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Twitter Fast Follow: One more way to use Twitter to communicate with students
August 29, 2010 - 9:15pm

Most of our students are not on Twitter. In fact, most people are not on Twitter. Do these statements dissuade me from promoting the use of Twitter when I speak at conferences? Not at all. Twitter is an amazing communication and engagement tool. I am frequently on Twitter asking questions, sharing information, and networking with other higher education professionals. Web-based microblogging is an exceptionally powerful medium.

A fairly recent article in the Chronicle of Higher Education on how prospective students are not using Twitter to research their potential college choice championed the idea that Twitter held little value for admissions officials. What was largely ignored in the article was the fact that Twitter is not just about how many people are following your account. In fact, when it comes to prospective students, I would posit that followers, while an interesting metric, are not all that important. Twitter is like a tuning fork for student opinions, feedback, and observation. Using targeted Twitter search queries, an admissions officer can find out quite a bit of information.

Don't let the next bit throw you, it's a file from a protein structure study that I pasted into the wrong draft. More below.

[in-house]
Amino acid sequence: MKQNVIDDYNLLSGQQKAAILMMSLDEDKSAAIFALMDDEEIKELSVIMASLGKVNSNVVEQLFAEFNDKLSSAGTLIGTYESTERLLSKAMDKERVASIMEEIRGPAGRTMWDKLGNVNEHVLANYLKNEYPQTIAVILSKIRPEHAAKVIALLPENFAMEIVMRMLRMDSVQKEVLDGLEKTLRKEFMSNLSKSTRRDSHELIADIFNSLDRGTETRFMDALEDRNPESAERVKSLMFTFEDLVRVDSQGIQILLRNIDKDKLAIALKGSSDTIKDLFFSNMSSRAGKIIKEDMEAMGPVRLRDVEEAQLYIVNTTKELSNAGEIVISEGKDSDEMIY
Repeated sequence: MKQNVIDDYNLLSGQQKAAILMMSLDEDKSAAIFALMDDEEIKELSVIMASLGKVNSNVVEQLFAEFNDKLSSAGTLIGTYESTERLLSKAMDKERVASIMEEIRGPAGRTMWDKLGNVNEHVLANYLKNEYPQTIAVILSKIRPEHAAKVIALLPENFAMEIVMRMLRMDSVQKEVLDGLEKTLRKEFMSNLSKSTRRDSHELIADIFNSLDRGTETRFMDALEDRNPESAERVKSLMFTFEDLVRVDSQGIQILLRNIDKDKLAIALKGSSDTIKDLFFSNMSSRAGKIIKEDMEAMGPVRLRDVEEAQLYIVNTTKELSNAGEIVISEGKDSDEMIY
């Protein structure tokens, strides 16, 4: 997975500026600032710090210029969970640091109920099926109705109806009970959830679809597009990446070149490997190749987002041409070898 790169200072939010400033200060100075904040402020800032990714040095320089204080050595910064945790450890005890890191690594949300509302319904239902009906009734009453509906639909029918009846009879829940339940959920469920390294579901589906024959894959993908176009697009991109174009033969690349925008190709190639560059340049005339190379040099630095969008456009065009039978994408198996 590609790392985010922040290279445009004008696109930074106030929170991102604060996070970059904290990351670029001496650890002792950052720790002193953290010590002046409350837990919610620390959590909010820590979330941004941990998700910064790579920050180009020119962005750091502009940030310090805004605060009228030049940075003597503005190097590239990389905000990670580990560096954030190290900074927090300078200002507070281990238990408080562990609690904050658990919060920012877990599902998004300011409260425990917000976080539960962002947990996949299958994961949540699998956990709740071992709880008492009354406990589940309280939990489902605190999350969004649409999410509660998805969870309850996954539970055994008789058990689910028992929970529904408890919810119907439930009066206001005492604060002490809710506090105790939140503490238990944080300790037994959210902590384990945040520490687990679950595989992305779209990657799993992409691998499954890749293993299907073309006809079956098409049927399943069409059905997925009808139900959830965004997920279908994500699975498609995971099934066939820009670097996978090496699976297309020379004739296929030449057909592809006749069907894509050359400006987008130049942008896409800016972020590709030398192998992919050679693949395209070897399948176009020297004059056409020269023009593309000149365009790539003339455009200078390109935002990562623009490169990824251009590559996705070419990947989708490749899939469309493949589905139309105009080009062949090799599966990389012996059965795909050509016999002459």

In addition to mining strategic bits of information from Twitter, another way of using the service has recently been announced. It's called "Fast Follow." Anyone with a cellphone can start receiving tweets from a specific Twitter account via SMS by texting: "follow [account]" to 40404. Imagine the possibilities...you could place your school's admissions Twitter account name and the Twitter SMS number on your marketing collateral. A school could even have multiple Twitter accounts that could then be included on strategic mailings or promotional microsites. Campaign tracking would be a snap! Prospective students do not have to be on Twitter to use Fast Follow. It is important to note that standard text message rates do apply and that an admissions office would not want to oversaturate their prospects.

While it may be true that students are not using Twitter as much as we might like them to, it still can be an extremely viable platform for delivering content through a variety of formats including: SMS, RSS, and even email. Twitter is a versatile communications tool.

How would you use Fast Follow on your campus?

Do you tweet? Let's connect on Twitter.

 

 

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